Amidst the unprecedented uncertainty - and misinformation - surrounding COVID-19, what is clear is that if the remittance market will tank, it hasn't happened yet. On the contrary, the flows of P2P transfers cross-border seem to exhibit several notable upticks, creating room for cautious optimism not just for established operators (e.g. Western Union, MoneyGram, Ria) and Fintech challengers (e.g. WorldRemit, Remitly, and a bevvy of regional corridor specialists), but for the millions of recipients who depend on their services.
Andrew Stewart, managing director of WorldRemit’s Middle East and Africa division, reflects on the dynamism the industry has witnessed over the past months, pointing to an across-the-board increase of about 150% in customer activation across all payout types for the firm. He notes in particular the effect that lockdowns have had on the channel mix, with a strong rebalancing towards digital vis-a-vis cash on the payout side.
“April was a telling month for the industry, but with solid growth in new customers for both April and May we witnessed a step-change towards digital, the outlook is positive and bodes well for continued revenue growth.”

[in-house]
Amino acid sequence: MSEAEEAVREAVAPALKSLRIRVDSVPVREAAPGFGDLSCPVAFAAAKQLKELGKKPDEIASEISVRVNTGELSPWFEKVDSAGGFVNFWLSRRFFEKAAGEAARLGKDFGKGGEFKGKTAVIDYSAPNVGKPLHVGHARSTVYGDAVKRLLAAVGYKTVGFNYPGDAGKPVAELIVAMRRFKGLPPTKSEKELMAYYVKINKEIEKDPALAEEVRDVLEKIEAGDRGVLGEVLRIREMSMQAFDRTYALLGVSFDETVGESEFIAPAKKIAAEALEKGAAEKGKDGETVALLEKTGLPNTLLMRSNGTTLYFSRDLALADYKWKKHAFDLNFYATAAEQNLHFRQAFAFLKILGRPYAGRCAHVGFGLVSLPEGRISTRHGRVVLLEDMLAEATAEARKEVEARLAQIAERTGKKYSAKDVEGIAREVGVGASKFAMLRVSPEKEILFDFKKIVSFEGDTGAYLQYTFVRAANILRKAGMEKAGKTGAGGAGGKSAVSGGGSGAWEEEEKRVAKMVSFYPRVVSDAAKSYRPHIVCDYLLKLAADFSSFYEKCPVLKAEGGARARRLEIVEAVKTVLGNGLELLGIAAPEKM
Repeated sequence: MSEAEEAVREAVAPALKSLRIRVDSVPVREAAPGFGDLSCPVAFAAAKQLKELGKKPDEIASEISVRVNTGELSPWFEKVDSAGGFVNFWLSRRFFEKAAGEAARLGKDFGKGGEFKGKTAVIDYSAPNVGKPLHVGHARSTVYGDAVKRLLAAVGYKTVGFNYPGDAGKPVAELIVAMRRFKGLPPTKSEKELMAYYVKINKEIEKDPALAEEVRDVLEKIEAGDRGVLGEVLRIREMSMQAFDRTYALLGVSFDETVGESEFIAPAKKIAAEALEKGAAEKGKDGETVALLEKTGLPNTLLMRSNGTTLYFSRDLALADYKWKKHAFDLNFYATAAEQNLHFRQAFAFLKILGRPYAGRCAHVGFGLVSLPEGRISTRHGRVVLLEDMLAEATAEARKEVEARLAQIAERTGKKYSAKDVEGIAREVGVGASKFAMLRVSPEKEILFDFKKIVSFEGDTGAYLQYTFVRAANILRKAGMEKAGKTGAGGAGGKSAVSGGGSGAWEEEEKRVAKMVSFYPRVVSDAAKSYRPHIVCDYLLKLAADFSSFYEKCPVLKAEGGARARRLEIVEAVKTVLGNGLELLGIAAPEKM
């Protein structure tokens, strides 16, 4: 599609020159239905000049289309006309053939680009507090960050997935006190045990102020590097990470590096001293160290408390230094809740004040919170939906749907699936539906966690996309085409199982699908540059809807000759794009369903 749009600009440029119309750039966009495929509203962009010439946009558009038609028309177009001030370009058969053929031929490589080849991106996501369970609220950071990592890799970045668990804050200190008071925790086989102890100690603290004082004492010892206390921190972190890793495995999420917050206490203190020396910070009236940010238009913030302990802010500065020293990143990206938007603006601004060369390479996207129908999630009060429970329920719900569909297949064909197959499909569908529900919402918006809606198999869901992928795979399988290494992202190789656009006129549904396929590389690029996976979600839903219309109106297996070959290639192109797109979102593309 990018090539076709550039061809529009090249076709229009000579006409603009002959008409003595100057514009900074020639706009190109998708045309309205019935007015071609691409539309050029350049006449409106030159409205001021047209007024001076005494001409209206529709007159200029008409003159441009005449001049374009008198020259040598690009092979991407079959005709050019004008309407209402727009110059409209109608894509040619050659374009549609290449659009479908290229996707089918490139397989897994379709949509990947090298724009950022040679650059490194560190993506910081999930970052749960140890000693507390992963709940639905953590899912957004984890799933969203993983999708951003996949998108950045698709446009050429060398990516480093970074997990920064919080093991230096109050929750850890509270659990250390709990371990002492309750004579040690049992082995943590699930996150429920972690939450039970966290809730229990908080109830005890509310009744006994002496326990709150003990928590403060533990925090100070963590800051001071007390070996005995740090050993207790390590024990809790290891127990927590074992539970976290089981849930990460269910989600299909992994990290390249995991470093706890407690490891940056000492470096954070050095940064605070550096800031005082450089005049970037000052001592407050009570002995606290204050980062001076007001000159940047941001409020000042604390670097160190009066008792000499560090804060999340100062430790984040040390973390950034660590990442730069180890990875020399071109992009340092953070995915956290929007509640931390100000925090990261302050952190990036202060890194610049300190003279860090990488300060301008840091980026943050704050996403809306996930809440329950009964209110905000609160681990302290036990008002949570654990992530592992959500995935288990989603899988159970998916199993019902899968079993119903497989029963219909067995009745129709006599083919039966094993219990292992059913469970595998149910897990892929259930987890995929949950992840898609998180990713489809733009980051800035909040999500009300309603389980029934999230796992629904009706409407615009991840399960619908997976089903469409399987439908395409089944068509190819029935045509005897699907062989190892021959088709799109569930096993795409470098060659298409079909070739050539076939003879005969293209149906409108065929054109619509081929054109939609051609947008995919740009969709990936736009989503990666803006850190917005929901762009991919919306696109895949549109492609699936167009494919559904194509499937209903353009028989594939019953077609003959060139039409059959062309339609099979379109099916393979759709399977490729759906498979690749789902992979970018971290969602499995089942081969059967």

Andrew Stewart, Managing Director for Middle East & Africa, WorldRemit
Meanwhile, despite an increase in account registration and a rebalancing towards digital, the average transfer value does seem to have shrunk, in line with some predictions. But the frequency of transfers, as well as the number of recipients, has offset this dip, noted Stewart. “The net is widening. Whereas a sender typically sent money to one or two recipients, the number of receiving individuals for a given sender has increased on average.”
Even within this more nuanced picture of the pandemic’s impact on remittances, regional differences are pronounced, accentuated by the diversity in official responses to the pandemic as well as by the structure of each of the continent’s national economies.
In the high-volume Southern African corridors, for example, Zimbabwe and Malawi are still very cash-driven, whereas Lesotho and Mozambique exhibit greater enthusiasm for digital. For countries whose lockdowns are either light or unevenly enforced - including Zimbabwe and Malawi, and to an extent Botswana and the Democratic Republic of the Congo - the swing to digital may be less pronounced.